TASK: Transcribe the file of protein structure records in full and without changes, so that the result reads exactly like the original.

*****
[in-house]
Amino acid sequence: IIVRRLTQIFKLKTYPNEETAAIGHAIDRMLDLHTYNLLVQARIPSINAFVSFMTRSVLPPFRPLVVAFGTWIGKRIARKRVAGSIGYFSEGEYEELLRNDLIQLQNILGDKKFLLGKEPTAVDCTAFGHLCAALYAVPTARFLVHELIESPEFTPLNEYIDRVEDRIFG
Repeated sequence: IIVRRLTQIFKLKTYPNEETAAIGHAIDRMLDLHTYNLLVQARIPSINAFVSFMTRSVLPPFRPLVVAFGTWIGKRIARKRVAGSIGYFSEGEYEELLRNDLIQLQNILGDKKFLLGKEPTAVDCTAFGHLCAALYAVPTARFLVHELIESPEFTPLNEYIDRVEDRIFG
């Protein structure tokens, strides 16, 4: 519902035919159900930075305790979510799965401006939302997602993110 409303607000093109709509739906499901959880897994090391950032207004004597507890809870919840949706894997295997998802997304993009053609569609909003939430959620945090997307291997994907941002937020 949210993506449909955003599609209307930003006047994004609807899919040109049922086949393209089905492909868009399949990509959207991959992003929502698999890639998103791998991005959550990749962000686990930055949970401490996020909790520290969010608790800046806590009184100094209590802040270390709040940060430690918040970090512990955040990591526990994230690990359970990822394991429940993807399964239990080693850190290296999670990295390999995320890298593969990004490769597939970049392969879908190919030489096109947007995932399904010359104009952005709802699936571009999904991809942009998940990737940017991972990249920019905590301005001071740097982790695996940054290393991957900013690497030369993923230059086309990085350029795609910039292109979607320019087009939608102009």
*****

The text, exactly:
[in-house]
Amino acid sequence: IIVRRLTQIFKLKTYPNEETAAIGHAIDRMLDLHTYNLLVQARIPSINAFVSFMTRSVLPPFRPLVVAFGTWIGKRIARKRVAGSIGYFSEGEYEELLRNDLIQLQNILGDKKFLLGKEPTAVDCTAFGHLCAALYAVPTARFLVHELIESPEFTPLNEYIDRVEDRIFG
Repeated sequence: IIVRRLTQIFKLKTYPNEETAAIGHAIDRMLDLHTYNLLVQARIPSINAFVSFMTRSVLPPFRPLVVAFGTWIGKRIARKRVAGSIGYFSEGEYEELLRNDLIQLQNILGDKKFLLGKEPTAVDCTAFGHLCAALYAVPTARFLVHELIESPEFTPLNEYIDRVEDRIFG
């Protein structure tokens, strides 16, 4: 519902035919159900930075305790979510799965401006939302997602993110 409303607000093109709509739906499901959880897994090391950032207004004597507890809870919840949706894997295997998802997304993009053609569609909003939430959620945090997307291997994907941002937020 949210993506449909955003599609209307930003006047994004609807899919040109049922086949393209089905492909868009399949990509959207991959992003929502698999890639998103791998991005959550990749962000686990930055949970401490996020909790520290969010608790800046806590009184100094209590802040270390709040940060430690918040970090512990955040990591526990994230690990359970990822394991429940993807399964239990080693850190290296999670990295390999995320890298593969990004490769597939970049392969879908190919030489096109947007995932399904010359104009952005709802699936571009999904991809942009998940990737940017991972990249920019905590301005001071740097982790695996940054290393991957900013690497030369993923230059086309990085350029795609910039292109979607320019087009939608102009």